TweetFollow Us on Twitter

Autumn 91 - BE OUR GUEST

BE OUR GUEST

GWORLDS AND NUBUS MEMORY

FORREST TANAKA AND PAUL SNIVELY

[IMAGE 095-098_Guest_column1.GIF]

In Developer Technical Support, we're asked from time to time how to make a GWorld so that its pixel image uses memory on a NuBusTM card rather than memory in the application's heap. The idea is to create a GWorld, put the address of the card into the GWorld, use QuickDraw to draw into the GWorld, which effectively draws into the NuBus card's memory, and display the resulting image on the screen. Doing this in a way that works well with the 8*24 GC version of QuickDraw and with whatever QuickDraw brews up in the future isn't possible without breaking a few guidelines. We'll talk about the reasons for this and what you can do instead. For the more cavalier among you, we'll also talk about the least offensive method of coercing a GWorld so that it uses memory on your NuBus card.

NewGWorld allocates off-screen buffers simply by using the same Memory Manager calls that you can make. To allocate the memory, NewGWorld simply calls NewHandle to allocate the buffer in your application's heap unless you have the useTempMem bit set, in which case it allocates the buffer in temporary memory. It then tries to move the buffer as high in your heap as possible by calling MoveHHi. That's really all there is to it. The GWorld's pixMap, GDevice, and CGrafPort are allocated similarly-- they're all allocated in your heap using regular Memory Manager calls with no special options, patches, or other nefarious tricks.

None of this changes when you have the 8*24 GC software active--all memory is still allocated out of your application's heap. Once you start drawing into the GWorld, though, the GC software can copy the parts of the GWorld to the 8*24 GC memory. The GWorld and its parts still occupy your heap's memory though, regardless of whether it's cached on the 8*24 GC card.

If you have a NuBus card with gobs of memory, NewGWorld can't take advantage of it because the Memory Manager calls that it uses can't allocate memory on NuBus memory cards. There are no options to NewGWorld or any other GWorld calls that let you say, "There's lots of memory over on this NuBus card, all for you." While GWorlds are absolutely fantastic for creating off-screen drawing environments for most of the usual kinds of situations, they're just not appropriate if you want complete control over where or how the parts of a GWorld are allocated.

QuickDraw is the only thing that's supposed to know how GWorlds are constructed. We know that they're CGrafPorts and we can get their pixMap, GDevice, and off-screen buffer, but we shouldn't make any assumptions about how they were allocated and where they are. For example, we know that the off-screen buffer is allocated as a handle now, but that won't necessarily be the case in the future. There's no guaranteed way to tell which way it was allocated, or even if NewGWorld uses the Memory Manager to allocate it at all (which it always does currently, of course). Even the GWorld's CGrafPort is allocated as a handle that just happens to be always locked. If you try to dispose of a GWorld in which you've modified the baseAddr, you'll need DisposeGWorld to make sure everything is deallocated properly, but its behavior is undefined when it tries to deallocate the off- screen buffer. So if you want to use the memory on your NuBus memory card and feel comfortable that you're not relying on something that could change, you're going to have to create your own off-screen drawing environment by creating an off-screen pixMap, a color table if your off-screen drawing environment uses indexed colors, a GDevice, and a CGrafPort. The April 1989 edition of Macintosh Technical Note #120, "Drawing Into an Off-Screen Pixel Map," covers creating your own off-screen pixMap, CGrafPort, and color table, but it requires you to have the same depth and the equivalent color table that the screen has, so it just steals a screen's GDevice. We think it's always a good idea to create your own GDevice when you draw off screen. If you use a screen's GDevice for drawing off screen, you have to depend on that GDevice's depth and color table. By creating your own GDevice, your off-screen drawing environment can use any depth and color table you want at any time and still be insulated from whatever changes the user makes with the Monitors control panel.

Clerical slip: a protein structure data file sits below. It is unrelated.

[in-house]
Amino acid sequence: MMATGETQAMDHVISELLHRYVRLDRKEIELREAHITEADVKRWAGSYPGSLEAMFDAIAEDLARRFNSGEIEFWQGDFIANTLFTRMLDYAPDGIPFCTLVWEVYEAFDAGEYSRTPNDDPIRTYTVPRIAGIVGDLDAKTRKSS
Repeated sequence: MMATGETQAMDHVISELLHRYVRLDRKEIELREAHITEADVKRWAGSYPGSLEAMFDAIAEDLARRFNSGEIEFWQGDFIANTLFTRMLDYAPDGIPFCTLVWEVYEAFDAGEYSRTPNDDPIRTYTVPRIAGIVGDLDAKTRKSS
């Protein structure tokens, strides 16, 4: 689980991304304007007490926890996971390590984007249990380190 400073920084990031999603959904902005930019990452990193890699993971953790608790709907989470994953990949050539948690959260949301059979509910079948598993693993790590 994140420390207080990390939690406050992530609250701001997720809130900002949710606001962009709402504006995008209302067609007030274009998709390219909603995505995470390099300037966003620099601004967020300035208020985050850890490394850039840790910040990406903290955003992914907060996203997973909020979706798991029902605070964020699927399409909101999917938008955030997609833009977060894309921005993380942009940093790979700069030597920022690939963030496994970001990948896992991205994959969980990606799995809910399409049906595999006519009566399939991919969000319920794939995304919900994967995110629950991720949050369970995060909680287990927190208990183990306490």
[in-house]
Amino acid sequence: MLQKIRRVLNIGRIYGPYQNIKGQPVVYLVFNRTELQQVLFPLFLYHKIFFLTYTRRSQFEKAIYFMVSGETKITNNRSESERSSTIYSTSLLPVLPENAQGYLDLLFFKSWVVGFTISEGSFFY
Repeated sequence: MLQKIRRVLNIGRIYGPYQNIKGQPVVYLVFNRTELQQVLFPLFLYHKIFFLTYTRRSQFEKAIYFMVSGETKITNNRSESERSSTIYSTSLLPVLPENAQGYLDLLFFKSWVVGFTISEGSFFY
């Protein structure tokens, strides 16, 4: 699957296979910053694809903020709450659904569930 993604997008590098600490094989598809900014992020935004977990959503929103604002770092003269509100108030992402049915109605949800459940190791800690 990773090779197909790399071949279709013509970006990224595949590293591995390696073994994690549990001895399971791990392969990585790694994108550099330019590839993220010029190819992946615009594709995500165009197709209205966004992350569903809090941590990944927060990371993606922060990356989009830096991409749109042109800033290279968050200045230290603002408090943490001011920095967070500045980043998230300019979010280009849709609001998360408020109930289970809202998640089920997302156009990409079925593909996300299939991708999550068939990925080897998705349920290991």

To create your own GDevice, it's better not to use NewGDevice because it always creates the GDevice in the system heap; it's better to keep your data structures in your own heap so that they don't get orphaned if your application quits unexpectedly and that precious system heap space is preserved. Here's what you should set each of your GDevice's fields to be:

gdRefNumYour GDevice has no driver, so just set this to 0.
gdIDIt doesn't matter what you set this to; you might as well set it to 0.
gdTypeSet to 2 if your off-screen pixMap uses direct colors (16 or 32 bits per pixel) or 0 if it uses a color table (1 through 8 bits per pixel).
gdITableAllocate a small (maybe just 2-byte) handle for this field. After you're done setting up this GDevice and your off-screen pixMap, color table (if any), and CGrafPort, set this GDevice as the current GDevice by calling SetGDevice, and then call MakeITable, passing it nil for both the color table and inverse table parameters, and 0 for the preferred inverse table resolution.
gdResPrefWe reckon that more than 99.9% of all inverse tables out there have a resolution of 4. Unless you have some reason not to, we'd recommend the same here.
gdSearchProcSet to nil. Use AddSearch if you want to use a SearchProc.
gdCompProcSet to nil. Use AddComp if you want to use a CompProc.
gdFlagsSet to 0 initially, and then use SetDeviceAttribute after you've set up the rest of this GDevice.
gdPMapSet to be a handle to your off-screen pixMap.
gdRefConSet to whatever you want.
gdNextGDSet to nil.